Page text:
Brookings city manager details 'high-stress' job

Every two weeks, Brookings City Manager Jeffrey Weldon walks into a City Council meeting knowing he could be fired. That's just part of the job, Weldon told members of the Mitchell Lions Club on Tuesday at the Depot Pub and Grill. He was invited ...

Brookings city manager
Brookings City Manager Jeffrey Weldon talks with the Mitchell Lions Club on Tuesday during a meeting at The Depot in Mitchell. Weldon was invited to speak about city managers ahead of the June 7 election, when Mitchell voters will decide whether to add a city manager to their government. (Chris Huber/Republic)

Every two weeks, Brookings City Manager Jeffrey Weldon walks into a City Council meeting knowing he could be fired.

That's just part of the job, Weldon told members of the Mitchell Lions Club on Tuesday at the Depot Pub and Grill. He was invited to Mitchell for the second time in less than a year to promote adding a city manager to Mitchell's city government.

Voters will decide if they want to do so in the June 7 election.

Weldon said a city manager can serve a city well, freeing elected leaders to create a vision for the city while a full-time manager handles daily affairs.

It's an important job, he said, but it comes with a cost for the man or woman who holds it.


"It's a tough, stressful, demanding position," Weldon said. "I've got the battle scars to prove it."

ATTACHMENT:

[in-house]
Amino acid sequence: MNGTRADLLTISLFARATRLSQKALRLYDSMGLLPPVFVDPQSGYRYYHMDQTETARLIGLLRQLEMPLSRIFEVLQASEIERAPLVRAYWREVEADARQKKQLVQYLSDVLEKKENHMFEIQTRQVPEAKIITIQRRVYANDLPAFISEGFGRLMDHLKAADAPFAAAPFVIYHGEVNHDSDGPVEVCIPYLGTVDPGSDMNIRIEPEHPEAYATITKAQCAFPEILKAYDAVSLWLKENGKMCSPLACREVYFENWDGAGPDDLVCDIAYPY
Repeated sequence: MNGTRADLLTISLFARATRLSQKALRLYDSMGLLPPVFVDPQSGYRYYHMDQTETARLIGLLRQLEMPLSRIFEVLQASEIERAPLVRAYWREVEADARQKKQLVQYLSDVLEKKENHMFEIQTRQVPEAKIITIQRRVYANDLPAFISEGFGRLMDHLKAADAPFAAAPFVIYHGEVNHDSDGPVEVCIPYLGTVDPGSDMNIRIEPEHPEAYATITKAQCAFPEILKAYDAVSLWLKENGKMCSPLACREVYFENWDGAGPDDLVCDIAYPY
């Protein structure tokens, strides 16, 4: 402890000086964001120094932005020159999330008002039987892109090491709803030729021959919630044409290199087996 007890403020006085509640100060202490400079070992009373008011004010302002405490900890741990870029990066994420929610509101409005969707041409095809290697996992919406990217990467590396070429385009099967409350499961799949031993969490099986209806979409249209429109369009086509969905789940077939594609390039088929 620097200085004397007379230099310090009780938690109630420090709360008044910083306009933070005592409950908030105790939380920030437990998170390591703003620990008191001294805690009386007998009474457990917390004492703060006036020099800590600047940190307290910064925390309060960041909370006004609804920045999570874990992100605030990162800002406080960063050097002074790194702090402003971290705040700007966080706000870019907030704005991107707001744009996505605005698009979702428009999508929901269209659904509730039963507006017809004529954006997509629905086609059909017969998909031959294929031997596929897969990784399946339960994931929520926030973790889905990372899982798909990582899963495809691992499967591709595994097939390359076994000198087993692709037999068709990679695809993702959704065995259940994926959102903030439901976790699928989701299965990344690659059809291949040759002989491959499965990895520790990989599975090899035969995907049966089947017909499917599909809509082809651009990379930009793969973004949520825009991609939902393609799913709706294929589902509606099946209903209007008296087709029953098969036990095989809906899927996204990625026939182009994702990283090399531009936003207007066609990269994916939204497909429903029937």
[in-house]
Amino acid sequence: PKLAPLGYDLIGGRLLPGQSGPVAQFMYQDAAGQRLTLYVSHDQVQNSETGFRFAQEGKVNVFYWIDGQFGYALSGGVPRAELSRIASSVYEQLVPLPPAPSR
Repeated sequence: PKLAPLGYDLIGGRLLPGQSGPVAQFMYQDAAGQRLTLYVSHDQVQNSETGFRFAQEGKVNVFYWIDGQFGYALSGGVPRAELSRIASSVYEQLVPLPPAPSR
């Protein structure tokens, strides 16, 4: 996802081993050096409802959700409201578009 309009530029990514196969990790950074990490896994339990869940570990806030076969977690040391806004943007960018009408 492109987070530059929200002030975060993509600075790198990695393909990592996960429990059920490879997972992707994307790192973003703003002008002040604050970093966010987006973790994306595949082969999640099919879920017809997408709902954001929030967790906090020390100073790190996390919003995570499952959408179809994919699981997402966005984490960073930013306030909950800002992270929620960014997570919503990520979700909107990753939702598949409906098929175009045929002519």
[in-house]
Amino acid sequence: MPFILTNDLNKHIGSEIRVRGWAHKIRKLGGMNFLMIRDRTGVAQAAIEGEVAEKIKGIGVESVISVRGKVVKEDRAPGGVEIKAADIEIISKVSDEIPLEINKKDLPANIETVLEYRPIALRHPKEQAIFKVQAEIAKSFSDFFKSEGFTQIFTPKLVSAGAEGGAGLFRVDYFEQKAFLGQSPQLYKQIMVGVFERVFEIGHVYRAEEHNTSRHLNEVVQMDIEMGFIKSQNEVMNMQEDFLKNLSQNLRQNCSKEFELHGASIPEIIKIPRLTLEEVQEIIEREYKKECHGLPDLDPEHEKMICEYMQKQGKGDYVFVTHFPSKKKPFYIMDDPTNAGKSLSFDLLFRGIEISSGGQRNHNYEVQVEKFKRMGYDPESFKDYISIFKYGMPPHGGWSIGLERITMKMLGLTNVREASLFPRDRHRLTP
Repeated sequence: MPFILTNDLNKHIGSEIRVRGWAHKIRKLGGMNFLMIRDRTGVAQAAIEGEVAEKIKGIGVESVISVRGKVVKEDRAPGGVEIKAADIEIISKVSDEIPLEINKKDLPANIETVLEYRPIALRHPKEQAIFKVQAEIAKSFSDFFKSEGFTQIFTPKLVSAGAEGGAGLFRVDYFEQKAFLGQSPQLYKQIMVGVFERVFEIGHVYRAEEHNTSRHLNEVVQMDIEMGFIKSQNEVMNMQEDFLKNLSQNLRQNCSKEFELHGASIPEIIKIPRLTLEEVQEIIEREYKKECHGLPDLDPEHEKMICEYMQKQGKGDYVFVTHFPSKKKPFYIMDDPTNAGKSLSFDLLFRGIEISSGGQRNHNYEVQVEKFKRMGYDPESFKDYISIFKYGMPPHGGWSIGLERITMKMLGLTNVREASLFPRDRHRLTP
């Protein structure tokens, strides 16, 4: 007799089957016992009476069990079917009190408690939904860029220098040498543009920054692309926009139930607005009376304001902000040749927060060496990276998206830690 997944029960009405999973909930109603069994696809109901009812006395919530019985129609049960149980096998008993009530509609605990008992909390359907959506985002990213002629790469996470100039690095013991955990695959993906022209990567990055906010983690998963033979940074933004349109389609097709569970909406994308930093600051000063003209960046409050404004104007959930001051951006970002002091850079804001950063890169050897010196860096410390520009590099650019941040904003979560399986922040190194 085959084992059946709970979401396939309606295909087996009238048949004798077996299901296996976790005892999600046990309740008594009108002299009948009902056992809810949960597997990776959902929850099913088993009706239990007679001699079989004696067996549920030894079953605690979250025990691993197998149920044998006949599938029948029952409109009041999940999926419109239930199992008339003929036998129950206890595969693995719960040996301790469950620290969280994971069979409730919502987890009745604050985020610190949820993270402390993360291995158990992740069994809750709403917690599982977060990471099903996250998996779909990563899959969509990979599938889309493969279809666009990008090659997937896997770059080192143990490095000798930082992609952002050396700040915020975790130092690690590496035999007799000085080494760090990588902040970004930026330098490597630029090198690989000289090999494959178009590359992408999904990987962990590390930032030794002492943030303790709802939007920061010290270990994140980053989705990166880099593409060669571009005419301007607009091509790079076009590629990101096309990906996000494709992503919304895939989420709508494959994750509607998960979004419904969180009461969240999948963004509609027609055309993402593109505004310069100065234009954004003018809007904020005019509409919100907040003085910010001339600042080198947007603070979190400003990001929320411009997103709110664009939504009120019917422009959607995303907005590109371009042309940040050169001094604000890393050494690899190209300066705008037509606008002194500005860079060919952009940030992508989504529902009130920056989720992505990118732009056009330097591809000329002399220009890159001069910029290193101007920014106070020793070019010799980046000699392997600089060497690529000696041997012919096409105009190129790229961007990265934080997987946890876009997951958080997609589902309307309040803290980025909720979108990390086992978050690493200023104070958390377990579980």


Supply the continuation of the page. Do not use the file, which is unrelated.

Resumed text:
Being a city manager is a high-paying job for city government in South Dakota, he said. Weldon is paid $120,550, and his benefit package costs Brookings another $30,398.10.

Under his employment agreement, Brookings must pay him a six-month severance of $60,275 unless he is fired for cause.

That severance could be a factor at any time, Weldon said. The job is tough on the person who holds it, rough on marriages and a "high-stress" position.

He's worked for municipal governments for 21 years, including 12½ years as a city administrator in Redwood Falls, Minn., and two and a half years as the city manager in Yankton.

He said a political dispute over a municipal pool in Yankton led to his departure there after a "toxic" political climate developed.

"I tell people I left for health reasons," Weldon said. "The City Council and I were sick of each other. Brookings is a much better fit for me."

Last week, Brookings Mayor Tim Reed spoke glowingly of Weldon to the Mitchell Kiwanis Club. Reed said Weldon was largely responsible for the growth and progress in his city. He is the city's third city manager and has held the job for three and a half years.


Brookings has grown to 22,056 people, according to the 2010 Census, and is now the fourth-biggest city in the state, passing Watertown.

Weldon and Reed were in Mitchell last fall for a forum on city managers that was held at Mitchell Technical Institute.

State Sen. Mike Vehle, who served on the Focus 2020 Governmental Structures Subcommittee that recommended the city add a city manager, introduced Weldon and asked some questions during the 45-minute presentation Tuesday.

Weldon also took questions from the audience. Mayor Lou Sebert and City Attorney Randy Stiles were among the guests at the luncheon.